Ukulele Workshops

Schedule | 2024 


UkeWest Festival Concert via Zoom
May 25, 2024

Pacific Northwest Workshop Tour
Sponsored by Ukulele Magazine

Davis Community Church
Davis, California
May 28, 2024

Jacksonville Oregon Workshop
June 1, 2024

Eugene Oregon Workshop
June 8, 2024

Lake Oswego Oregon Workshop
June 9, 2024

Portland Oregon Art Studio Workshop
June 11, 2024

Artichoke Music Workshop
June 13, 2024 Portland, Oregon

Wooden Cross Lutheran Church
June 15, 2024 Woodinville, Washington

Birdhouse Studio
June 16, 2024 Bellingham, Washington

Ukesta Spokane
June 18, 2024 Spokane, Washington

Kamloops Summer Festival
Sorrento Retreat, British Columbia
June 19-23, 2024

Pentiction Ukulele Group
June 26, 2024 Penticton, BC, Canada

Wandering Ukulele Workshop Tour 2024

Des Moines Ukulele Strummers
Urbandale, Iowa
July 13, 2024

Kansas City Ukesters
Prairie Village, Kansas
July 16, 2024

Normal, Illinois Group
Normal, Illinois
July 20, 2024

Cheezland Ukulele Band
La Crosse, Wisconsin
July 24, 2024

Old Town School of Folk Music
Chicago, Illinois
July 25, 2024

Highland Community Center
Highland, Indiana
July 27, 2024

Elderly Instruments
E. Lansing, Michigan
August 3, 2024

Reno Ukulele Festival
Sparks, Nevada
October 9-12, 2024


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3 Questions Interview: Ralph Shaw

Posted on: November 23rd, 2009 by dville

Unknown-2Ralph Shaw is the King of Canadian Ukulele. Originally from the UK, Ralph is an engaging and entertaining performer, as well as, a wonderful instructor. His DVD’s include his popular Complete Ukulele Course, Essential Strums, and a children’s ukulele course, all of which can be found on his website.

1. What is your advice on getting comfortable playing in front of an audience?

The opening sentence from M. Scott Peck’s classic self-help book The Road Less Traveled begins with the words “Life is difficult…”. The book is all about embracing your reality – warts ‘n all. Playing in front of an audience is not a comfortable experience. It is usually difficult, often terrifying and sometimes embarrassing. To learn to be a good performer you need to get out there and make mistakes while people are watching. It certainly is not for everyone.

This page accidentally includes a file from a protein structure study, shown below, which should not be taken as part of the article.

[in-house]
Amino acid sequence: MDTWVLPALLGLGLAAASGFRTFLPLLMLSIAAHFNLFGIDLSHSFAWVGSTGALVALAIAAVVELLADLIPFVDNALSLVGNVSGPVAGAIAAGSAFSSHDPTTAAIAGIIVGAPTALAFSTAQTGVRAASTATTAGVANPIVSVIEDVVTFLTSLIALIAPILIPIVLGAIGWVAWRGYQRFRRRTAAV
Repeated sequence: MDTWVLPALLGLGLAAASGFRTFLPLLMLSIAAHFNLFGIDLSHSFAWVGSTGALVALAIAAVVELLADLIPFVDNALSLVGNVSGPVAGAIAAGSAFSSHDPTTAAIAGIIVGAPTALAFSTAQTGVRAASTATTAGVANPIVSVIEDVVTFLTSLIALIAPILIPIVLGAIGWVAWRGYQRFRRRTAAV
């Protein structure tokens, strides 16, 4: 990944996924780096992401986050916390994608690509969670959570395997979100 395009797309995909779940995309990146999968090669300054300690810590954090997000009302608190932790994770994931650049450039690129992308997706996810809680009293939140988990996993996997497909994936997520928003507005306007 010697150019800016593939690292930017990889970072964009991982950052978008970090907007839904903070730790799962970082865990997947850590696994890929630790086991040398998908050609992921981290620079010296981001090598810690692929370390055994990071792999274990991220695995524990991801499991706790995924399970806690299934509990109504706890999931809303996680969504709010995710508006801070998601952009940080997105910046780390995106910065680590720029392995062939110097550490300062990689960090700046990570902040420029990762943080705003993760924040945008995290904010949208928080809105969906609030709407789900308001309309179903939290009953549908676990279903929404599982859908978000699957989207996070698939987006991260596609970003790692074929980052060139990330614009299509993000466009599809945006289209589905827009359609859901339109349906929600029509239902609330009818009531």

However!! I want to add that tremendous personal growth can come to those who are driven to perform for audiences. My advice is go for it!! The art of being a performer is every bit as complex and difficult as the playing of music but it can be so good for you and others. One bit of advice: practice the performing as well as the music. When on stage – What will you say? How will you move? Answer those questions before you perform and don’t expect it to just come ‘naturally’! It does get easier over time but if you are looking for a “comfortable” experience I suggest you stay off the stage and settle into a nice La-Z-boy armchair with a good book!

2. What’s a first step in making the basic down/up strumming pattern more interesting?

I have one word to answer this question: DYNAMICS. This is one of the most neglected yet simple ways to make your playing more exciting. Writing about this on my ownblogI mention that the use of volume changes can make your music so much more effective without having to learn any new strums or chords. See how quiet you can play and then make it LOUD! Then work out where in your songs it is appropriate to make these changes. Paying attention to the ups and downs in volume will almost immediately make your playing more interesting.

3. What’s your advice for learning to sing on pitch?

I have 3 words to answer this question: LISTEN TO YOURSELF. When we hear someone singing off-pitch (same as out of tune) it is usually because: they don’t really know the tune and are grasping for notes they are not sure of, and they are not listening to themselves. Singing is a complex technique. We have to think about the tune, lyrics, phrasing, sound quality, projection, vocal support and pitch all at the same time. If you are not able to listen to yourself while singing then record yourself and notice where you go out of tune. There are usually certain points when this happens. Find out where they are and then correct them. Join a choir or vocal chorus. Maybe take voice lessons and learn to sing without playing an instrument (It just gives you one less thing to think about). I have written more about singing on pitch here orhere.


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One Response

  1. J-Hob says:

    Another interesting interview, the singing on pitch thing is something I am really struggling to learn. It really doesn't come at all naturally to me but I will persevere!

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